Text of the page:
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Renal Insufficiency in Pregnancy

by Lara A. Friel, MD, PhD

Pregnancy often does not worsen renal disorders; it seems to exacerbate noninfectious renal disorders only when uncontrolled hypertension coexists. However, significant renal insufficiency (serum creatinine > 3 mg/dL [> 270 μmol/L] or BUN > 30 mg/dL [> 10.5 mmol urea/L]) before pregnancy usually prevents women from maintaining a pregnancy to term. Maternal renal insufficiency may cause fetal growth restriction and stillbirth.

After kidney transplantation, full-term, uncomplicated pregnancy is often possible if women have all of the following:

  • A transplanted kidney that has been in place for > 2 yr

  • Normal renal function

  • No episodes of rejection

  • Normal BP

Treatment requires close consultation with a nephrologist. BP and weight are measured every 2 wk; BUN and creatinine levels plus creatinine clearance are measured often, at intervals dictated by severity and progression of disease. Furosemide is given only as needed to control BP or excessive edema; some women require other drugs to control BP. Women with severe renal insufficiency may require hospitalization after 28 wk gestation for bed rest, BP control, and close fetal monitoring. If results of antenatal testing remain normal and reassuring, the pregnancy continues.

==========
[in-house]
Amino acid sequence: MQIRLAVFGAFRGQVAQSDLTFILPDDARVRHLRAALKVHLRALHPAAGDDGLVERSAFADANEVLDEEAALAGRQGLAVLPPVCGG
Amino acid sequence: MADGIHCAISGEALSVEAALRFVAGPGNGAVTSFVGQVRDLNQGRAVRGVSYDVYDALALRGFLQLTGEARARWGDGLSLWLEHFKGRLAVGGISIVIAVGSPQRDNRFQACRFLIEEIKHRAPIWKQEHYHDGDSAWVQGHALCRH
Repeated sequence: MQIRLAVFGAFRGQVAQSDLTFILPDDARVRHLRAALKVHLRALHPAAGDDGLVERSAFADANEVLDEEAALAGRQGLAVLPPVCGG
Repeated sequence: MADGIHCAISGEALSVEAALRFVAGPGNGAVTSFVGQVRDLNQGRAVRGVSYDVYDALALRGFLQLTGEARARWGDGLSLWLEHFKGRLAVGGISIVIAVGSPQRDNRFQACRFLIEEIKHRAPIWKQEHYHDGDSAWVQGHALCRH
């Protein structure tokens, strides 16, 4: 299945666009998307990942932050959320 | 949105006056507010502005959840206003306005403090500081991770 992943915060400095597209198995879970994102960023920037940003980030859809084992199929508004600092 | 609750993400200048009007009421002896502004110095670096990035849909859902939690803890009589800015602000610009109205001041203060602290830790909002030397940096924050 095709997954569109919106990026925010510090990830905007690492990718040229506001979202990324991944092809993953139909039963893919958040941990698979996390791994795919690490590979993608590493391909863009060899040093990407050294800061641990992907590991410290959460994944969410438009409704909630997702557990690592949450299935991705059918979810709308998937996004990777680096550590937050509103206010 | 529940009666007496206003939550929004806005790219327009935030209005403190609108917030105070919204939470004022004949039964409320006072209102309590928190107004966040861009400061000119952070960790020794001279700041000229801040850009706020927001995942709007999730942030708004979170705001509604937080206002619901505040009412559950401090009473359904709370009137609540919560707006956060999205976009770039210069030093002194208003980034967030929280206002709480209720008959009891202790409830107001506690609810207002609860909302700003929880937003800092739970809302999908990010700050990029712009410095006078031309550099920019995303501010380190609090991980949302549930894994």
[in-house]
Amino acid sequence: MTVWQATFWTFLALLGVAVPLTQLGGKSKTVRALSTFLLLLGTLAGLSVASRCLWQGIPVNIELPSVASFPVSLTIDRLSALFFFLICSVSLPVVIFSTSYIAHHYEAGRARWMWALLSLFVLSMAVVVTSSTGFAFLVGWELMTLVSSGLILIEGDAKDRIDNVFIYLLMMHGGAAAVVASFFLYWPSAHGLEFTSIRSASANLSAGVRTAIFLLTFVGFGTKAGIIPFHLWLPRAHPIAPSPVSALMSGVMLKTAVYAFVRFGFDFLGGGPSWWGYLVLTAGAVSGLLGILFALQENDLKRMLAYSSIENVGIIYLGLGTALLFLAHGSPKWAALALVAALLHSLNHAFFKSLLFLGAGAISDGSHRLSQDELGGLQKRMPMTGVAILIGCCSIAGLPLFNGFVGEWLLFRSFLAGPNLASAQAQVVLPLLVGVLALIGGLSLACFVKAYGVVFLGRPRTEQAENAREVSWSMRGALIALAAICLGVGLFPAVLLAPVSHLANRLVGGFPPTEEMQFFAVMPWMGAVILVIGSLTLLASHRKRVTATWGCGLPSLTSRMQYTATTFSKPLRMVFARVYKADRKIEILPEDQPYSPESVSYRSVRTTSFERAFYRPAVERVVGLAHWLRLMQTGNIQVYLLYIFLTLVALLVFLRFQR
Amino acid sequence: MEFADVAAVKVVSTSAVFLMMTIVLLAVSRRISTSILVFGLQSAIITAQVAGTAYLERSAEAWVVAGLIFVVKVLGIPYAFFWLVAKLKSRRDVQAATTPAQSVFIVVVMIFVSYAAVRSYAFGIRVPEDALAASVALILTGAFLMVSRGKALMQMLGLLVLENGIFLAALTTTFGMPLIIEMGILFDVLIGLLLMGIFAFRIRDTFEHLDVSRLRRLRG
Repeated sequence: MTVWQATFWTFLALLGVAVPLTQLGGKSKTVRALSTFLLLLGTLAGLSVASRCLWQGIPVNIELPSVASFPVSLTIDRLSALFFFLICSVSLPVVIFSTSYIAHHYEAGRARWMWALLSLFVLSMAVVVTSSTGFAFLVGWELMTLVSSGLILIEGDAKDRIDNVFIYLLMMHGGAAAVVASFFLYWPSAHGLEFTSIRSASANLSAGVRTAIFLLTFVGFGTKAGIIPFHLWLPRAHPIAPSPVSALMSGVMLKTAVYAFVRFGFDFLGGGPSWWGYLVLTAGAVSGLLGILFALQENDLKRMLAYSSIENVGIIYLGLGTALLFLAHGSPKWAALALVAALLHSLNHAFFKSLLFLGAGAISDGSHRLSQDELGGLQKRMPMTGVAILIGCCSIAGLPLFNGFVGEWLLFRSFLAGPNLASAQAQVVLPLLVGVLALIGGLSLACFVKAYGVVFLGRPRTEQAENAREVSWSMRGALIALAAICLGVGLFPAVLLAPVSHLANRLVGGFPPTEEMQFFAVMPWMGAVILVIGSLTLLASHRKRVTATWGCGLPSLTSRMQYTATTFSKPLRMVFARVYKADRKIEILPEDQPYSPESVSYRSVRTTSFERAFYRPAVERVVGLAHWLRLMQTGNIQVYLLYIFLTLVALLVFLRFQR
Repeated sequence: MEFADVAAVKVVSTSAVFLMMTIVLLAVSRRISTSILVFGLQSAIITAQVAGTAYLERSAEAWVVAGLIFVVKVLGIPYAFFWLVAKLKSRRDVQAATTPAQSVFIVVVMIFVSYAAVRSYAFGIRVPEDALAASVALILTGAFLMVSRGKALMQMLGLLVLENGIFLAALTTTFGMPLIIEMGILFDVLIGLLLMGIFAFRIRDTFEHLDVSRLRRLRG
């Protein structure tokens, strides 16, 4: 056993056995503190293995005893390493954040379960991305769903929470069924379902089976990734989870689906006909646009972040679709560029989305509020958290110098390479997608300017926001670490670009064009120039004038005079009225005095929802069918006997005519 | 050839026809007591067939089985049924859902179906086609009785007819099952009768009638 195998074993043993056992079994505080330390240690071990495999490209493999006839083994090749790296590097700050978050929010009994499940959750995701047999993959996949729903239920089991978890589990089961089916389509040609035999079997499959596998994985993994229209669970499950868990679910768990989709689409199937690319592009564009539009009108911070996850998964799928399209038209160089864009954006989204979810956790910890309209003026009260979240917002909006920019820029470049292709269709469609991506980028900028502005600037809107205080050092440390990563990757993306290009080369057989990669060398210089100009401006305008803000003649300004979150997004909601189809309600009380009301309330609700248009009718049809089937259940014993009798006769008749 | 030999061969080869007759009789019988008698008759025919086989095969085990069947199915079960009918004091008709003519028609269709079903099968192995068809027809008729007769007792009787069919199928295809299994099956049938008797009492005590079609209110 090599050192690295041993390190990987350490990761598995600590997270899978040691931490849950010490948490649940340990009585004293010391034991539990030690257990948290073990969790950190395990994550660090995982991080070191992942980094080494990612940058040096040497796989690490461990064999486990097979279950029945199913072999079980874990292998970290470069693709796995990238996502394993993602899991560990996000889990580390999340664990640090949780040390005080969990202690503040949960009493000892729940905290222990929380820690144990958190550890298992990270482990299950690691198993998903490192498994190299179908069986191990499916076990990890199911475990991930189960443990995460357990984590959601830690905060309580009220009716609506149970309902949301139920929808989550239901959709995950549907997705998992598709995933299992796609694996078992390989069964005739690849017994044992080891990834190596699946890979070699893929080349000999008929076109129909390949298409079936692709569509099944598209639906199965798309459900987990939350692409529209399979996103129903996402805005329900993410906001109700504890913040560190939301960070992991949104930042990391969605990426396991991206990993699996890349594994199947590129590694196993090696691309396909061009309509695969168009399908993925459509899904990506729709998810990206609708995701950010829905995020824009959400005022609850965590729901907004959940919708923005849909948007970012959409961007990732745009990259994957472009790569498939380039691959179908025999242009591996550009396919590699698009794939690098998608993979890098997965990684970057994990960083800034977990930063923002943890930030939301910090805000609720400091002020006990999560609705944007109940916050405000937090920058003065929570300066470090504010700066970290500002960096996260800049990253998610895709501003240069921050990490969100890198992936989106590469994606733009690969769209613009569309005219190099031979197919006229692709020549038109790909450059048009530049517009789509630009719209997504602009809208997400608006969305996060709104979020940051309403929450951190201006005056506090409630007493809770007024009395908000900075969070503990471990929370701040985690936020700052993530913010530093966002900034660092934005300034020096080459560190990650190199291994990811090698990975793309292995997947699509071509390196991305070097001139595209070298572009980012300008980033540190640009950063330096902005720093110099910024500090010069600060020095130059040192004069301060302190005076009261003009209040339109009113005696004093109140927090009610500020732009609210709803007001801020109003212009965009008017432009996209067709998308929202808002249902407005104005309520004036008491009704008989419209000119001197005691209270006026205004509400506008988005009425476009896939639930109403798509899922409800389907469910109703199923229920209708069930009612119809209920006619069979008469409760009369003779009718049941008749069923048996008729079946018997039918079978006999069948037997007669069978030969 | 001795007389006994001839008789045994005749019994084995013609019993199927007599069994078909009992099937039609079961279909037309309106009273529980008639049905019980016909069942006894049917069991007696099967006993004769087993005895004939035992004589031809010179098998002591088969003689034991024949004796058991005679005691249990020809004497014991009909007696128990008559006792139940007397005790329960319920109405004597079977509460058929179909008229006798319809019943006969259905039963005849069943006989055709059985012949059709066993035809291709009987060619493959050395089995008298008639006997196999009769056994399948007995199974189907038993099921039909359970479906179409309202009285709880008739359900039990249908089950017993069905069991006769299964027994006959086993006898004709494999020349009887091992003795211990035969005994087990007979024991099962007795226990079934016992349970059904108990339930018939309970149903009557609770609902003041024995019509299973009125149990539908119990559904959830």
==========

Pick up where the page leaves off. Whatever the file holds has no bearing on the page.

Delivery is usually required before term because preeclampsia, fetal growth restriction, or uteroplacental insufficiency develop. Sometimes amniocentesis to check fetal lung maturity can help determine when delivery should be done; a lecithin/sphingomyelin ratio of > 2:1 or presence of phosphatidylglycerol indicates maturity. Cesarean delivery is very common, although vaginal delivery may be possible if the cervix is ripe and no impediments to vaginal delivery are evident.

End-stage renal disease

Advances in dialysis treatment have increased life expectancy for patients with end-stage renal disease, improved pregnancy outcomes, and increased fertility. The survival rate for fetuses of pregnant women receiving hemodialysis has improved from 23% (in about 1980) to almost 90% currently. The reason is probably the substantial increase in hemodialysis dose used during pregnancy; now, high-flux, high-efficiency hemodialysis is typically done 6 times/wk. Dialysis can be adjusted based on laboratory, ultrasonographic, and clinical findings (eg, severe hypertension, nausea or vomiting, edema, excessive weight gain, persistent polyhydramnios).

Although pregnancy outcomes have improved, complication rates for patients with end-stage renal disease remain high.

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